MD. SPENDING RANKED: Government spending in Maryland grew 30.5% over 10 years beginning in 2001, according to a nonprofit group that researches tax policies, writes Chris Goins in MarylandReporter.com. The Tax Foundation report ranks Maryland 19th overall in terms growth of government spending, which spans the administrations of three governors and two political parties.

KENT PROJECT CONTROVERSY: The Sun’s Michael Dresser reports that opponents of a giant housing development proposed for Kent Island have opened a new front in their battle to stop the project — questioning the ethics of a county commissioner who supports the proposal. The issue of whether to grant the permit to build a pier and install an underwater sewer main will go before the state Board of Public Works today. The board, led by Gov. Martin O’Malley, rejected such a request in 2007, but New Jersey-based developer K. Hovnanian appealed in court.

The complaint filed with the Queen Anne’s County Ethics Committee asks for an examination of a possible conflict of interest regarding Commissioner Steve Arentz, who voted in May to support the Four Seasons development. After a 3-2 vote, a letter was sent by the commission to the state Board of Public Works supporting the project, Pat Furgurson reports in the Capital-Gazette.

WORTH WONDERING: Fern Shen of Baltimore Brew takes on the Sun’s recent feature on “50 Women to Watching,” which includes plenty of politicians, and wonders “Did we doze off in this heat and wake up in the 1950s? Or did the Baltimore Sun switch URLs with The Onion when we weren’t looking?” Would John Paterakis or Martin O’Malley pose for this?

DELANEY PROFIT: U.S. Rep. John Delaney stands to gain $69 million when the company he founded, CapitalSource Inc., sells to PacWest Bancorp for $2.3 billion, reports Bryant Ruiz Switzky of the Washington Business Journal.

OPEN GOP PRIMARY TO INDEPENDENTS: In discussing a possible “open primary” for Repubicans – or a semi-closed one, as he calls it, Republican John East writes in Center Maryland writes that critics — including those in his party — fear that allowing Republicans to reach out to independent-minded voters will “dilute” the Republican primary. The fears are not well-founded.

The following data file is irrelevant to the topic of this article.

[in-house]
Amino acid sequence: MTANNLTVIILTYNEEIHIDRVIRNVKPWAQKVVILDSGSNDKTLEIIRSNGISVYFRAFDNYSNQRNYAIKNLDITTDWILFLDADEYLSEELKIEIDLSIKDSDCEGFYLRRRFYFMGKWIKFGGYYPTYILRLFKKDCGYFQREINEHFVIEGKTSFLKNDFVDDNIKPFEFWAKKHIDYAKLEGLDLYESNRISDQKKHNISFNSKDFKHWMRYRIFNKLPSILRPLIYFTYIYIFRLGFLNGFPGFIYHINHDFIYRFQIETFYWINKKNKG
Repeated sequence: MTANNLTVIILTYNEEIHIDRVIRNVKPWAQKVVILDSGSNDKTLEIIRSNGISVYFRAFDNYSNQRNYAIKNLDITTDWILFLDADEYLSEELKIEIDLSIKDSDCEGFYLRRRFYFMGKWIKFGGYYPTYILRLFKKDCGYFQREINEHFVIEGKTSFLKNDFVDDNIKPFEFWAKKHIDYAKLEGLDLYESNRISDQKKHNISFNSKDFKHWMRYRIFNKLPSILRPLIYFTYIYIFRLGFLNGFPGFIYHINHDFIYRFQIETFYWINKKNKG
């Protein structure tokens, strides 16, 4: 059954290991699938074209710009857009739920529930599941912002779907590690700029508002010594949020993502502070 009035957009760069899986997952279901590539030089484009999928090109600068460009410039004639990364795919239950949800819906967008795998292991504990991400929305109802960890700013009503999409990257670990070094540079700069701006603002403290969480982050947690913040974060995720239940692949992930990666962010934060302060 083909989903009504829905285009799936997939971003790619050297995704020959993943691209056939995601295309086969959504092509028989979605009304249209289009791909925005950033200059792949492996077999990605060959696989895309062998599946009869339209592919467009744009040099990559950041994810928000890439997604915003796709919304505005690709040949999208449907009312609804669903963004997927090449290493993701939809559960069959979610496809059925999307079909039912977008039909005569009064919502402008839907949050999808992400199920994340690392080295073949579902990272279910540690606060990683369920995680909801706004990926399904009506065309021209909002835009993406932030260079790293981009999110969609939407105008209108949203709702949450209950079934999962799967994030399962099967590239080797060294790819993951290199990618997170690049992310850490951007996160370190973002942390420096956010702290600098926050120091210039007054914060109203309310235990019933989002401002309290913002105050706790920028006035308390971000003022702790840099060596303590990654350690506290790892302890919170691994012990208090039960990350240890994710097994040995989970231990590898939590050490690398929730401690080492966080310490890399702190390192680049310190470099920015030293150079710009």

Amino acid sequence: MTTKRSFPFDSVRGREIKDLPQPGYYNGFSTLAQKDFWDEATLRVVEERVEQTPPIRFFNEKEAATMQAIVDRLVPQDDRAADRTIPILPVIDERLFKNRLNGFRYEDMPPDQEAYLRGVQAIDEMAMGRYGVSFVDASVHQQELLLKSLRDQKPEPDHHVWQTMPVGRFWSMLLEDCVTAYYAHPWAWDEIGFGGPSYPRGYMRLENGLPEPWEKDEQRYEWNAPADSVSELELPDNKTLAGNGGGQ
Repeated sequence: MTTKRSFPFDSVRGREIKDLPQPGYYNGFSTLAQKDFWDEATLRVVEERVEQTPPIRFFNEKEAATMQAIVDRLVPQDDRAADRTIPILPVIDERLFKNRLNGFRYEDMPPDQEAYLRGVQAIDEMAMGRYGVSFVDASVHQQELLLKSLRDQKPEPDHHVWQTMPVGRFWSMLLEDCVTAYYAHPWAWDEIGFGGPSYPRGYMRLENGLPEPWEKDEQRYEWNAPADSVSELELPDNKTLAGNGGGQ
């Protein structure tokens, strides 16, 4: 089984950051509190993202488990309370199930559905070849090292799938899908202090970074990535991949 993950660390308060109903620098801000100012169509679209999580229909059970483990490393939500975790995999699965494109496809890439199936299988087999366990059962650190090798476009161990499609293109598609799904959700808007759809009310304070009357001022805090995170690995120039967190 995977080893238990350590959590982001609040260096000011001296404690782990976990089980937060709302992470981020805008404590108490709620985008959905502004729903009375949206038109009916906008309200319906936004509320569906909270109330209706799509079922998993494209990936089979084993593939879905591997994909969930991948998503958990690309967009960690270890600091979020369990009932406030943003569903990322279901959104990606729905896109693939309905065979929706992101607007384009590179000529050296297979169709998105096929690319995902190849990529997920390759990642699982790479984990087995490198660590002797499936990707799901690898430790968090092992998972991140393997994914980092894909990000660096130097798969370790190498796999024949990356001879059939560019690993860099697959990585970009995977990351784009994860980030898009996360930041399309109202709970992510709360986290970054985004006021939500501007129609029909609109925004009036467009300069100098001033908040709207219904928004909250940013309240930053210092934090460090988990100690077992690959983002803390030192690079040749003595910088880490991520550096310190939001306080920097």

WYPR’s Fraser Smith and Karen Hosler talk about the intense debate within the Maryland Republican Party concerning whether or not to allow unaffiliated voters cast ballots in the 2014 GOP primary.

MIZEUR’S SERVICE CAMPAIGN: Del. Heather Mizeur kicked off her campaign for governor with a series of events across the state emphasizing the importance of service, Ryan Marshall reports in the Gazette.

Mizeur led a cleanup crew Sunday morning at Blackwater National Wildlife Refuge as part of a statewide service program that is among the elements of her campaign, Gail Dean reports for the Easton Star-Democrat.

Bill Hughes of the Baltimore Post-Examiner does a short piece on Mizeur, with video and links to pix on his Facebook page.

LOLLAR TO LAUNCH: Maryland Republican gubernatorial hopeful Charles Lollar plans to formally launch his 2014 campaign as early as September with a statewide bus tour, John Wagner of the Post reports. Lollar, a Charles County resident who has been the subject of a draft movement for months, said in an interview that he has no doubt that he will move forward with a full-blown bid for office.

NO GOP FOR AG? Alexander Pyles of the Daily Record writes that no less than four Democrats are readying campaigns to be Maryland’s next attorney general, leaving some political observers with an obvious question: Where’s the Republican Party?

FRANCHOT TO TAKE QUESTIONS: Maryland Comptroller Peter Franchot, described in his official biography as a “fiscal watchdog for the taxpayers of Maryland,” will answer questions from readers of The Dagger at a meeting Friday. Franchot has announced that he is running for re-election.